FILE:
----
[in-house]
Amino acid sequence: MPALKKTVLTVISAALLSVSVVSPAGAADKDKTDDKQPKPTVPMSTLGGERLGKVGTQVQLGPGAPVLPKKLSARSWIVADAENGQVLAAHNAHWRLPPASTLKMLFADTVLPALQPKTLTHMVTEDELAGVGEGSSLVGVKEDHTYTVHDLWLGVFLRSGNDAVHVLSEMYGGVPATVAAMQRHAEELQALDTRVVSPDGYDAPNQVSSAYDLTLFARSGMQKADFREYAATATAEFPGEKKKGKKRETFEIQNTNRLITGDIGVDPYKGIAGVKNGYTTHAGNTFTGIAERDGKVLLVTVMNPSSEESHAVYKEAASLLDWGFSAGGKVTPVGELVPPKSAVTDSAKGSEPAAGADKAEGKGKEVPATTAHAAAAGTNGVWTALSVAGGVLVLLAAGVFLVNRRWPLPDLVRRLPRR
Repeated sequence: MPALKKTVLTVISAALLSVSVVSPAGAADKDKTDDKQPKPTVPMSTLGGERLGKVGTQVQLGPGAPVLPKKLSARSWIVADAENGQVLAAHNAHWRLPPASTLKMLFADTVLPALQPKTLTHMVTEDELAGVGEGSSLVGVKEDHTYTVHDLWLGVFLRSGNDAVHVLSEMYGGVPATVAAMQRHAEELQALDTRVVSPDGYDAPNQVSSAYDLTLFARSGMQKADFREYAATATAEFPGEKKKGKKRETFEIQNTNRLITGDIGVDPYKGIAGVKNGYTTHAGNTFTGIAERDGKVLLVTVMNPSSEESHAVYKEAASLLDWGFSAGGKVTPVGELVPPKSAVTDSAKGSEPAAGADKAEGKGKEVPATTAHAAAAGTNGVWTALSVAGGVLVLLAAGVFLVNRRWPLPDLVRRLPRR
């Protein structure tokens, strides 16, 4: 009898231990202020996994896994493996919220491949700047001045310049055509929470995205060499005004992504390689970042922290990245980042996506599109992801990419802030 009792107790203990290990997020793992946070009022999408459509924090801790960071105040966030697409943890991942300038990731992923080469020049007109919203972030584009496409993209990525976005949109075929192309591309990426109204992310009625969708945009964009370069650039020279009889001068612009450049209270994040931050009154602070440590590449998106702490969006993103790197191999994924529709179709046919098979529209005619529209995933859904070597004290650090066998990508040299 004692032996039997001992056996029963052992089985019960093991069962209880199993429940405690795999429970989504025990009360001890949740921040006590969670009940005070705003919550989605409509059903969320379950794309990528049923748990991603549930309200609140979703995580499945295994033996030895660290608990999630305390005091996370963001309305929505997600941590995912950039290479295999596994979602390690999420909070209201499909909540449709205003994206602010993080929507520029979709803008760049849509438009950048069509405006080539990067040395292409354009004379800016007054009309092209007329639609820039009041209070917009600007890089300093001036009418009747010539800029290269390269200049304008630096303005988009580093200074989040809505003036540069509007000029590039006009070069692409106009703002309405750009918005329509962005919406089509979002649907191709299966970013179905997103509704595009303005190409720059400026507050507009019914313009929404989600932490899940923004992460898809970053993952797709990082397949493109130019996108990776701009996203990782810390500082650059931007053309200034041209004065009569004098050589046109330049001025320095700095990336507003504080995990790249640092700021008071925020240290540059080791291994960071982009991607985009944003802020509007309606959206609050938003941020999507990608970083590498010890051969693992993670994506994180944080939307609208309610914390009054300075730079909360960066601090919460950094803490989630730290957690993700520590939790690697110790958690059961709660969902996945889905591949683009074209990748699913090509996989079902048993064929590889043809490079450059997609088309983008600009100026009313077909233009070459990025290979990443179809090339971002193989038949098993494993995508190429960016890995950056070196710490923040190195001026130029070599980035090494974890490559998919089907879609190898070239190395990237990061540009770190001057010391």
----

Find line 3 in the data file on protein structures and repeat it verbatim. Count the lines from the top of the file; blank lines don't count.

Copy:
Repeated sequence: MPALKKTVLTVISAALLSVSVVSPAGAADKDKTDDKQPKPTVPMSTLGGERLGKVGTQVQLGPGAPVLPKKLSARSWIVADAENGQVLAAHNAHWRLPPASTLKMLFADTVLPALQPKTLTHMVTEDELAGVGEGSSLVGVKEDHTYTVHDLWLGVFLRSGNDAVHVLSEMYGGVPATVAAMQRHAEELQALDTRVVSPDGYDAPNQVSSAYDLTLFARSGMQKADFREYAATATAEFPGEKKKGKKRETFEIQNTNRLITGDIGVDPYKGIAGVKNGYTTHAGNTFTGIAERDGKVLLVTVMNPSSEESHAVYKEAASLLDWGFSAGGKVTPVGELVPPKSAVTDSAKGSEPAAGADKAEGKGKEVPATTAHAAAAGTNGVWTALSVAGGVLVLLAAGVFLVNRRWPLPDLVRRLPRR